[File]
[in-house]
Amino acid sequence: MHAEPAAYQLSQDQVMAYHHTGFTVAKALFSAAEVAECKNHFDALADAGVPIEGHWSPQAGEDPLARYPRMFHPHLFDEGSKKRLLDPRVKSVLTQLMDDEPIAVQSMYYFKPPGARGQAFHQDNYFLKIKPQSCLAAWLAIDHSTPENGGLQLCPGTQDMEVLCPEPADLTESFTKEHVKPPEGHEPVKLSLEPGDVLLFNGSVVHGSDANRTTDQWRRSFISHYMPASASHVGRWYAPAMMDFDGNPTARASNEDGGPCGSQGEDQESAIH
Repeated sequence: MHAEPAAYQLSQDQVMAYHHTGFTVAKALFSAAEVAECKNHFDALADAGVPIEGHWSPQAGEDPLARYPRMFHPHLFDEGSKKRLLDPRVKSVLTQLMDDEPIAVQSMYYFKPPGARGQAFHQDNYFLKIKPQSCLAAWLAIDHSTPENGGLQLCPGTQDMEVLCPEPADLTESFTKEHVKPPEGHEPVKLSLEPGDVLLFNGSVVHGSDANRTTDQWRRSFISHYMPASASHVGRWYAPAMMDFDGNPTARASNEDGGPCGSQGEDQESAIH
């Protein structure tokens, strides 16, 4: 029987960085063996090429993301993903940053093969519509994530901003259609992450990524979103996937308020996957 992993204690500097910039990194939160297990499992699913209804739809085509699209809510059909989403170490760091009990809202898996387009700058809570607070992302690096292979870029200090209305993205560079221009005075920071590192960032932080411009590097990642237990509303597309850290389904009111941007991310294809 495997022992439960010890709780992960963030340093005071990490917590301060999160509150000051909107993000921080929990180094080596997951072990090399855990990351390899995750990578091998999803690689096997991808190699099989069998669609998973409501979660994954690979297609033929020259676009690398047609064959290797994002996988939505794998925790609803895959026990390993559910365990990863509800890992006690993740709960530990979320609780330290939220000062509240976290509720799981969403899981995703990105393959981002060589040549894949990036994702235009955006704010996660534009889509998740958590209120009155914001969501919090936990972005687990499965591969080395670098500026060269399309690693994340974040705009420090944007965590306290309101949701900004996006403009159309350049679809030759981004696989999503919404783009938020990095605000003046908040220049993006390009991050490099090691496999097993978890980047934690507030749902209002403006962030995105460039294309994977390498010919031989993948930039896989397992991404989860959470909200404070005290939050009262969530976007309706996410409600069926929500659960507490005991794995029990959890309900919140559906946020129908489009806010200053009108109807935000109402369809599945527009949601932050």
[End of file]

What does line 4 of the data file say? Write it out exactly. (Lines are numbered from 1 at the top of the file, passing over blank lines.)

């Protein structure tokens, strides 16, 4: 029987960085063996090429993301993903940053093969519509994530901003259609992450990524979103996937308020996957 992993204690500097910039990194939160297990499992699913209804739809085509699209809510059909989403170490760091009990809202898996387009700058809570607070992302690096292979870029200090209305993205560079221009005075920071590192960032932080411009590097990642237990509303597309850290389904009111941007991310294809 495997022992439960010890709780992960963030340093005071990490917590301060999160509150000051909107993000921080929990180094080596997951072990090399855990990351390899995750990578091998999803690689096997991808190699099989069998669609998973409501979660994954690979297609033929020259676009690398047609064959290797994002996988939505794998925790609803895959026990390993559910365990990863509800890992006690993740709960530990979320609780330290939220000062509240976290509720799981969403899981995703990105393959981002060589040549894949990036994702235009955006704010996660534009889509998740958590209120009155914001969501919090936990972005687990499965591969080395670098500026060269399309690693994340974040705009420090944007965590306290309101949701900004996006403009159309350049679809030759981004696989999503919404783009938020990095605000003046908040220049993006390009991050490099090691496999097993978890980047934690507030749902209002403006962030995105460039294309994977390498010919031989993948930039896989397992991404989860959470909200404070005290939050009262969530976007309706996410409600069926929500659960507490005991794995029990959890309900919140559906946020129908489009806010200053009108109807935000109402369809599945527009949601932050």